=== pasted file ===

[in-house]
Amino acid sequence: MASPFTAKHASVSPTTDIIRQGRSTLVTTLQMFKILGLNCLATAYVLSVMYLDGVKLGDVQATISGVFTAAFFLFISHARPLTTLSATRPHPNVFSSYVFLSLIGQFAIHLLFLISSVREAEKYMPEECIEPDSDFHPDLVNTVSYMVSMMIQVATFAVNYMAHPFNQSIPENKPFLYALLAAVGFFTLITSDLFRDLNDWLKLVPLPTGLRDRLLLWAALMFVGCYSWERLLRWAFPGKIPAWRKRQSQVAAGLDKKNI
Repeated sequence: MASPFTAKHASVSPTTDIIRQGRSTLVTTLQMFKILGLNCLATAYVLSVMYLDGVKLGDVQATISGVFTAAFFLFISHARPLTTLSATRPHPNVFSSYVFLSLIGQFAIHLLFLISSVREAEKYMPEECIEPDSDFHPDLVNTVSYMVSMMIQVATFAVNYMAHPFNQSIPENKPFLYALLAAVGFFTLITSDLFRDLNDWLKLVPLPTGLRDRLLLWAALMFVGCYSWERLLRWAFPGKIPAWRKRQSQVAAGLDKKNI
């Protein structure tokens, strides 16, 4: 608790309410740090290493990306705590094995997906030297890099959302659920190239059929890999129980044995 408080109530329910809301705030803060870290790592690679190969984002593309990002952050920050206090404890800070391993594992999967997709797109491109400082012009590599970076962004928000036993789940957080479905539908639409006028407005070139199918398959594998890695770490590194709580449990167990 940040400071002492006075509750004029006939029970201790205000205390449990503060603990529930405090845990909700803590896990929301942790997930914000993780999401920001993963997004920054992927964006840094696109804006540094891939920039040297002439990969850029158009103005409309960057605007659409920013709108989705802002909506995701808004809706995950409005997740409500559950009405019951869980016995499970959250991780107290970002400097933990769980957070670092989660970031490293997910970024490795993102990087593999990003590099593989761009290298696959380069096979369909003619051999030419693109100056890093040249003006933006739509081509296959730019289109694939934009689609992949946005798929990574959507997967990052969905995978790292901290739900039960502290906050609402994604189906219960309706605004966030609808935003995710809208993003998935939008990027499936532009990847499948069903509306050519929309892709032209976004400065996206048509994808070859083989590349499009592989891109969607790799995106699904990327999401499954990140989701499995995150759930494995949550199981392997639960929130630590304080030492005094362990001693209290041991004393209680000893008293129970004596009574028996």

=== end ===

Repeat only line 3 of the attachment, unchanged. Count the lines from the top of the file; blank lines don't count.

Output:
Repeated sequence: MASPFTAKHASVSPTTDIIRQGRSTLVTTLQMFKILGLNCLATAYVLSVMYLDGVKLGDVQATISGVFTAAFFLFISHARPLTTLSATRPHPNVFSSYVFLSLIGQFAIHLLFLISSVREAEKYMPEECIEPDSDFHPDLVNTVSYMVSMMIQVATFAVNYMAHPFNQSIPENKPFLYALLAAVGFFTLITSDLFRDLNDWLKLVPLPTGLRDRLLLWAALMFVGCYSWERLLRWAFPGKIPAWRKRQSQVAAGLDKKNI